China unveiled a detailed overcapacity replacement policy on Thursday that will promote cuts in the iron and steel, electrolytic aluminum, cement and glass industries.
In a key document last October, the State Council (cabinet) established the principle of replacing obsolete or excess capacity with an equal or smaller amount of new capacity. It said any region that wanted to establish new facilities in any of these sectors would have to shut outdated or excess factories before new lines would be permitted.
The idea was to create incentives for local governments to address concerns that despite years of talk about cutting excess production lines, new facilities were actually adding more capacity than was being eliminated. The result was unbearably high levels of capacity that squeezed manufacturers’ profits.
For example, in 2011 and 2012, a total of 37 million metric tons of steel capacity was shut. But in those same years, 125 million tons of new steel capacity was built, according to the China Iron and Steel Association.
The latest plan hammered out by the Ministry of Industry and Information Technology will put the principle into practice.
First, the plan puts three economic hubs - the Beijing-Tianjin-Hebei region, the Yangtze River Delta and the Pearl River delta - into a category of their own. In these regions, new capacity will replace at least 1.25 times that much eliminated capacity.
In other regions, new capacity will replace old capacity on at least a one-for-one basis.
In early July, the MIIT announced the first batch of capacity to be closed, which covered 1,181 companies in 15 industries. Those facilities were told to close by Sept 30. More such lists are expected soon.
Feng Fei, head of the ministry’s department of industrial policy, told China Daily that the “swapping” of new facilities for old ones includes not only those factories to be eliminated this year, but also in the following two years.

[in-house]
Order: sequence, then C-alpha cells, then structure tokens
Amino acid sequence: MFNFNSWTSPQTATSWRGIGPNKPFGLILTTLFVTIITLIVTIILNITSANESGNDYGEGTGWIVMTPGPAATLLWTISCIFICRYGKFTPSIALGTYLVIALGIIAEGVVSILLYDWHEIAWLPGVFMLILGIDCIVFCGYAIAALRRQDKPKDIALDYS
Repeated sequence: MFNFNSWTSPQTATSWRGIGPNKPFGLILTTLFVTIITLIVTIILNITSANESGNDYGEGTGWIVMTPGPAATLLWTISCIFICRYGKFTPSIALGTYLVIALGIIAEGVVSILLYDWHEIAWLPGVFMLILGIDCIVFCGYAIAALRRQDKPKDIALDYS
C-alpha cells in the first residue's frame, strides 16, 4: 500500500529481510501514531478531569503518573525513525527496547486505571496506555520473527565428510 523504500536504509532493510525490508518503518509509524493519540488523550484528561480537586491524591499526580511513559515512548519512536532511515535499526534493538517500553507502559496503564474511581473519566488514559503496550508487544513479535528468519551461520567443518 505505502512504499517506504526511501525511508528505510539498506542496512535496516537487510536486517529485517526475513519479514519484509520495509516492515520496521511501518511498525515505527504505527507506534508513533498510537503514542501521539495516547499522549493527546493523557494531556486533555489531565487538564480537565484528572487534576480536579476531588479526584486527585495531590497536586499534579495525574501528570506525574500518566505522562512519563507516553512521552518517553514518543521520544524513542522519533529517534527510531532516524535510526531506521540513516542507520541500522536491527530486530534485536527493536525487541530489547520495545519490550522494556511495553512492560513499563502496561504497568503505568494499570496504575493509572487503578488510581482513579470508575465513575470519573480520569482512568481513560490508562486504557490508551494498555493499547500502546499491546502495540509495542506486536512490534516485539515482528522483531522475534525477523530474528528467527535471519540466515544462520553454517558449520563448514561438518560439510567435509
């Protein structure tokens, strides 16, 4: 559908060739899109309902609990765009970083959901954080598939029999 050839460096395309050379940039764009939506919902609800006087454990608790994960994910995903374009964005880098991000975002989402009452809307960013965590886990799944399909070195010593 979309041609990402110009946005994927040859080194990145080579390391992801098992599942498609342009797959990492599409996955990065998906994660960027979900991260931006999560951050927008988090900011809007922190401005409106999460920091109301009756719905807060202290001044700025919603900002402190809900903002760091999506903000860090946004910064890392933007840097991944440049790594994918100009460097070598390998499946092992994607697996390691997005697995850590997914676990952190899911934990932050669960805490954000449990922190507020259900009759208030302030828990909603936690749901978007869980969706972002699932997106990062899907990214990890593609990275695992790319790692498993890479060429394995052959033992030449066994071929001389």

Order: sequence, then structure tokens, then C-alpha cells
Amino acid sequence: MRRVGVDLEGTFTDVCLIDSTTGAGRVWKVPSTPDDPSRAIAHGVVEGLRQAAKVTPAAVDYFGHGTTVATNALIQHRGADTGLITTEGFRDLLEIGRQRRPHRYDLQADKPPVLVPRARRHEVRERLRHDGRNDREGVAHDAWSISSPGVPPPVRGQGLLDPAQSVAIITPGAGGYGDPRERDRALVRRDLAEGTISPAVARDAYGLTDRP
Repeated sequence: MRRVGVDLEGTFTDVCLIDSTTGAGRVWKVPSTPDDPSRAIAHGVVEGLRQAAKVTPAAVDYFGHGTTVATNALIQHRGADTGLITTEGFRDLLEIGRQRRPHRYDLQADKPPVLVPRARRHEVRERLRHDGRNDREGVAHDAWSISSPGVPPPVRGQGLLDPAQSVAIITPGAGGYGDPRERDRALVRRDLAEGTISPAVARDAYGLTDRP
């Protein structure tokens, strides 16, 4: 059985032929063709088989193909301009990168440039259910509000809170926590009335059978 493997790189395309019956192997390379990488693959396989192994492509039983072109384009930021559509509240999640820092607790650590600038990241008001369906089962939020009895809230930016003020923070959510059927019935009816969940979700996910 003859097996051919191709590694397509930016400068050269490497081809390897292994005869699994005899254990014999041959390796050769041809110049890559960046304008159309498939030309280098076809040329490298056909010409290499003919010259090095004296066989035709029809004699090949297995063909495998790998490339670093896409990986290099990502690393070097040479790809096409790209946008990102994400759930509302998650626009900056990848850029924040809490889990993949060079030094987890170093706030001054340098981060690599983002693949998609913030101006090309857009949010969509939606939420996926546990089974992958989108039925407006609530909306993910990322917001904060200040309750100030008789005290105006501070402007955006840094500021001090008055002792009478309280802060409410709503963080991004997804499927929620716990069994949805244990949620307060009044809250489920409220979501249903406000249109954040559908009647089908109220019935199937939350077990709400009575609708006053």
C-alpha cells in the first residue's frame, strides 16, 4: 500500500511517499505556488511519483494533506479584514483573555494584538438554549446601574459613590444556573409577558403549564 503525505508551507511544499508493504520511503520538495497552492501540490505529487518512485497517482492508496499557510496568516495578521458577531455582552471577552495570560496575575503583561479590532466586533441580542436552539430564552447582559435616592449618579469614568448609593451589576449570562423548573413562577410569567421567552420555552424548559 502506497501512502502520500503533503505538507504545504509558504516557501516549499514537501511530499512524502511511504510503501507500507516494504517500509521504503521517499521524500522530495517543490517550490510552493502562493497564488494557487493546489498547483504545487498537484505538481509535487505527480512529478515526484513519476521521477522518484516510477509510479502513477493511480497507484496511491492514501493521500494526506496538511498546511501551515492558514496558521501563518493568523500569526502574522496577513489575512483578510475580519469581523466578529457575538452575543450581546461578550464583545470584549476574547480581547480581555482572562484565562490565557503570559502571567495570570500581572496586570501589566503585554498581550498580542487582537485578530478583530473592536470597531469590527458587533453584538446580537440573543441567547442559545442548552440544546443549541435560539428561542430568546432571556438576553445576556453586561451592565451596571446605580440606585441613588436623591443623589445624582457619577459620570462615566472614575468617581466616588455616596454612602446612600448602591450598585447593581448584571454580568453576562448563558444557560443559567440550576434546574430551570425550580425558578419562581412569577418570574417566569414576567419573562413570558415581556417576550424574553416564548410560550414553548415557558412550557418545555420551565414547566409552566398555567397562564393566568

The idea is to avoid a repeat of the previous scenario “where old capacity was phased out, but new capacity far exceeded it”, he said.
Second, the plan offers the option for local governments and enterprises to trade quotas. So if one province has good conditions for the development of the steel industry, which might mean building new facilities, but it doesn’t have sufficient capacity to be eliminated, it could trade with another region that has excess capacity to be eliminated but few new projects in the pipeline.
The swap would give the first province a larger quota while providing the other province with money to fund its capacity elimination process.
The trading prices will be determined by the participants themselves, Feng said.
In a sign of the seriousness of this round of capacity cuts, the plan stipulates that only facilities designated by the MIIT as obsolete or excess capacity after 2013 may be used to trade. And capacity can only be used once.
Some analysts have expressed concern about whether there is sufficient “outdated” capacity to trade. Feng estimated that amount is less than 5 percent of the total after years of cuts. Another concern is whether investment in these four sectors will be suppressed and hurt the economy.
But Zhang Liqun, a researcher with the Development Research Center of the State Council, said China has to bear “transient pain” if it wants to upgrade its industrial sector.